From Greenwich to Southbank to Battersea, revolutionary architect Richard Rogers dictated the appearance of south London, especially along the River Thames.
TOBY PORTER looking at the legacy of a man who began his architectural career designing a discreet box-shaped house at Wimbledon, but then the architecture literally turned upside down while transforming our tastes into what a beautiful building looks like.
You would not notice the number 22 Parkside, meters from Wimbledon Common, unless you were looking for it.
It is an unusual place to start transforming the world architecture totally. The house does not even have a fancy name.
But Richard Rogers’ subsequent buildings are all landmarks that toppled Orthodoxy in the appearance of our landscape, especially along the Thames.
Aside from the Millennium Dome in Greenwich, Rogers, which died on December 18, there is also the chic 24-story Neo Bankside (2012) tower block, now famous after residents complained about being watched from the Tate Modern viewing platform next door of.
Montevetro, a block of Battersea Church Road whose name means Glasbjerg in Italian, was one of his first high-tech apartment blocks along the river.
Its sleek style set the tone for development along Battersea Reach and at Battersea Power Station.
Riverlight housing development, one of the most distinctive in Nine Elms boom town, won the Royal Institute of British Architects National Award for 2018.
Other landmark buildings he designed included: Hyde Park number one in Knightsbridge, where the penthouse apartment was sold for £ 136 million; Lloyd’s Register 1999; Paddington Waterside 2004; Maggie’s Center at Charing Cross Hospital 2008; The Cheesegrater – number 122 Leadenhall and one of the city’s most distinctive landmarks.
Rogers became famous after his design for the Pompidou Center in Paris won the contract in 1974 to create a gallery worthy of some of the greatest masterpieces of modern art.
Now called Beauborg by the French, it is one of the most striking structures in the world.
All of its utilities, including air conditioning and plumbing and its structural support, are on the outside of the building.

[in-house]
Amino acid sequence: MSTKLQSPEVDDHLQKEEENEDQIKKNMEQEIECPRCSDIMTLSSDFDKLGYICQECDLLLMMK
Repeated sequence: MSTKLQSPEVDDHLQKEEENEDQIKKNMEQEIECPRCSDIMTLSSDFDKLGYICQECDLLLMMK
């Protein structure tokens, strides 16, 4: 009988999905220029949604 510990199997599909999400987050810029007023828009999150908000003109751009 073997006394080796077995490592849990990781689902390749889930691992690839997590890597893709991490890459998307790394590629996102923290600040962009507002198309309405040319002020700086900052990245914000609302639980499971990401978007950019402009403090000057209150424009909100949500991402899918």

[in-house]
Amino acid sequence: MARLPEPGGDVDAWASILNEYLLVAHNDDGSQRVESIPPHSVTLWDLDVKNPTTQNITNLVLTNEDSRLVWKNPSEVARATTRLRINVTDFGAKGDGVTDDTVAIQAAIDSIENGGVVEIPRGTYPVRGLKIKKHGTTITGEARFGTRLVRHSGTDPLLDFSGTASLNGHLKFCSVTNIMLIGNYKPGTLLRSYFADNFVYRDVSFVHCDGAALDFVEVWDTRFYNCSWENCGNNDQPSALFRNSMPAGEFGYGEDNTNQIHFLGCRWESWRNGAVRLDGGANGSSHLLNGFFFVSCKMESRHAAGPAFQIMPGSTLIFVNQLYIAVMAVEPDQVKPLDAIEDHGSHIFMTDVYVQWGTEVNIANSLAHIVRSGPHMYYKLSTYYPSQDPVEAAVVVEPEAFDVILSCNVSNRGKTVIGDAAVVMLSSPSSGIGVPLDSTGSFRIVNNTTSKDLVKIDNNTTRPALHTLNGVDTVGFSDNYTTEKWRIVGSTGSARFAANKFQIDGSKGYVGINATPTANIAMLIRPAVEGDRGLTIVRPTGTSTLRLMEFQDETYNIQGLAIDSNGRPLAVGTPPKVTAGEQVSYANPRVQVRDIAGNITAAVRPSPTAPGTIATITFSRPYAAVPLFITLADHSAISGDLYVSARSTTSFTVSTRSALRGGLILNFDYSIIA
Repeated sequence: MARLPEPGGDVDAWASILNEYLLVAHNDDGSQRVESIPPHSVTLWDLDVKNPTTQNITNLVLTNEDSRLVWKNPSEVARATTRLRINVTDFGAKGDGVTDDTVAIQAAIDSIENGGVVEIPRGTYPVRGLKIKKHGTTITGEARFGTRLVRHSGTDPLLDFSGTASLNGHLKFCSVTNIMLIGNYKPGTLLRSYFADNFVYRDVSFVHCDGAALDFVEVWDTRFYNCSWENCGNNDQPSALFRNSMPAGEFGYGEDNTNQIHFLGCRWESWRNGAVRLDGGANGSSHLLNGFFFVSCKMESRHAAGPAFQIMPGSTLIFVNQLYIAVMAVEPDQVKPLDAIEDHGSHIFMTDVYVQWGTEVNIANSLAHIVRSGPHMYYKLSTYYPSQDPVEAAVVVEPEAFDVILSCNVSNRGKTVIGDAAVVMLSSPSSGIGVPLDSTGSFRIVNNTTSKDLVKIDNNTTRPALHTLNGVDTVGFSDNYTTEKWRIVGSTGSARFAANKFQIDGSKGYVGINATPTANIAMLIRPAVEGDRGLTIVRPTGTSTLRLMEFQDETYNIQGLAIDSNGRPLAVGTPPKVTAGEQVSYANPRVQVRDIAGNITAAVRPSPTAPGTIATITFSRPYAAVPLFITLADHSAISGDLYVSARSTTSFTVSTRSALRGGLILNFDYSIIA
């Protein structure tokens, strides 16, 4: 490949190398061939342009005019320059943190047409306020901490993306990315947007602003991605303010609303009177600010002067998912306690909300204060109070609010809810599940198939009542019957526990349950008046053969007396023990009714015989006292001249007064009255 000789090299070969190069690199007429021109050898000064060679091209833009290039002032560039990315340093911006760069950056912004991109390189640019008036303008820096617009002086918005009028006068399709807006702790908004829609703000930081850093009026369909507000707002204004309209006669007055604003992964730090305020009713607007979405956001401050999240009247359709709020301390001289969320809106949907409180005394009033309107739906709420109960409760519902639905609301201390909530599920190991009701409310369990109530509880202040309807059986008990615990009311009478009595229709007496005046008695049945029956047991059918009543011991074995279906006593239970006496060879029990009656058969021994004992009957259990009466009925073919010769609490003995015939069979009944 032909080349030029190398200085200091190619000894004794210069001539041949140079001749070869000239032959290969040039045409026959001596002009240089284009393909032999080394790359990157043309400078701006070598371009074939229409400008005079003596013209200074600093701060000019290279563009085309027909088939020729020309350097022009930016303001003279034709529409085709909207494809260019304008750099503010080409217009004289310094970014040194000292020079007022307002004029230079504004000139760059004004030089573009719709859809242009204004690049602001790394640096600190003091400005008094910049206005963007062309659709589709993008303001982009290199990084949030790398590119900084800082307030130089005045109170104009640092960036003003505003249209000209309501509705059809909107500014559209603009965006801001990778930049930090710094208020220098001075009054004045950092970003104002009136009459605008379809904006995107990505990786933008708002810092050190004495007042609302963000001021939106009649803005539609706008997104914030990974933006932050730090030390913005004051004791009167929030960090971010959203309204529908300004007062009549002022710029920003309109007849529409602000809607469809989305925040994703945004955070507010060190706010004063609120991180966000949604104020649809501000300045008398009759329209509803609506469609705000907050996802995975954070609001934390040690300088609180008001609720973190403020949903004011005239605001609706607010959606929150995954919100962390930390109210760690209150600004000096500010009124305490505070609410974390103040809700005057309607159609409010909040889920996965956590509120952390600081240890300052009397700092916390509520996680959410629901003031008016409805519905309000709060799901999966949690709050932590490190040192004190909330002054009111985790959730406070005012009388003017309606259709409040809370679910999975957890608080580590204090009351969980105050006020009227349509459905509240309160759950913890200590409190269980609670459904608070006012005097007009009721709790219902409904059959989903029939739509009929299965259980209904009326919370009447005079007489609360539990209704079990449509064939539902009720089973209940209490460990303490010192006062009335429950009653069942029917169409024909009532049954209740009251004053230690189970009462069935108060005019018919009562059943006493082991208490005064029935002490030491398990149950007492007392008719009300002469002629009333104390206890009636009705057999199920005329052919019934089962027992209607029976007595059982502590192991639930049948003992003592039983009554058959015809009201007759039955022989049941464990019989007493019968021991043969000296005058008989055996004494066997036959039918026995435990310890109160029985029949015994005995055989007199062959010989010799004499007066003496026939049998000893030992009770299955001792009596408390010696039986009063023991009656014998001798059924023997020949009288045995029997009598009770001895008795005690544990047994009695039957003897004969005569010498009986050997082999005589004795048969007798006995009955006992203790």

It’s probably the most influential structure of the last third of the 20th century – even though it triggered a lot of ham-fist imitations.
Rogers was born in Florence to English and Italian parents and moved to the UK at the age of five.
His father was the son of a British emigrant, and his artist mother was the daughter of an architect and engineer and had once been taught by James Joyce.
They fled fascism to England in 1939. Richard was sent to boarding school at Kingswood House in Epsom, where he started boxing after being bullied.
He went to St John’s School in Leatherhead, but went from there without A-levels. He later discovered that he was dyslexic.
He studied at the Architectural Association in London and then went to Yale University on a Fulbright scholarship, and while in America he met Norman Foster – whose studio these days is next to the Battersea Bridge – and whose contribution to high-tech style was just as crucial.
Some of the Pompidou Center’s more epic plans were diminished in light of budget cuts and residents’ anger.
They were not his only opponents. In the 1980s, Rogers’ proposed extension to the National Gallery in London was described by Prince Charles as “a monstrous carbuncle in the face of a much-loved friend.” Rogers’ vision was in the tradition of the pioneers of modernism – Mies van der Rohe, Walter Gropius and Bauhaus – but with a more complex modeling of space.
He also drew the courts of Bordeaux (1998) and Antwerp (2005), the National Assembly of Wales (2005) and Terminal 5 at Heathrow Airport (2008).
A massive public inquiry, objections and protests meant it took 19 years to be realized.
Rogers’ Maggie’s Center for Cancer Care, at Charing Cross Hospital, won its second Stirling Award for architectural expertise.
Rogers’ buildings used glass, steel and other industrial materials to create shiny surfaces, but also opened up inner cities with space and light.
Rogers was awarded the Legion d’Honneur in 1966 and became a Labor Knight in 1991.
At the turn of the century, Rogers led the new Greater London Authority’s Architecture and Urbanism Unit with the support of the city’s first mayor, Ken Livingstone.
Plans for more public spaces in London were quickly thwarted by Livingstone’s successor, Boris Johnson.
His one-man practice, even after Pompidou’s success, only handled one project at a time.
It had 55 projects underway at the time of Rogers’ death.
He also tried to practice what he preached. His firm’s partner salary was limited to a fixed multiple of the lowest paid architect.
He supported social housing and public spaces for all, but also created some hugely expensive apartment blocks.
And those who followed his trail along the river certainly showed less interest in talking to local communities about what they wanted to build.
Main image: Pompidou Center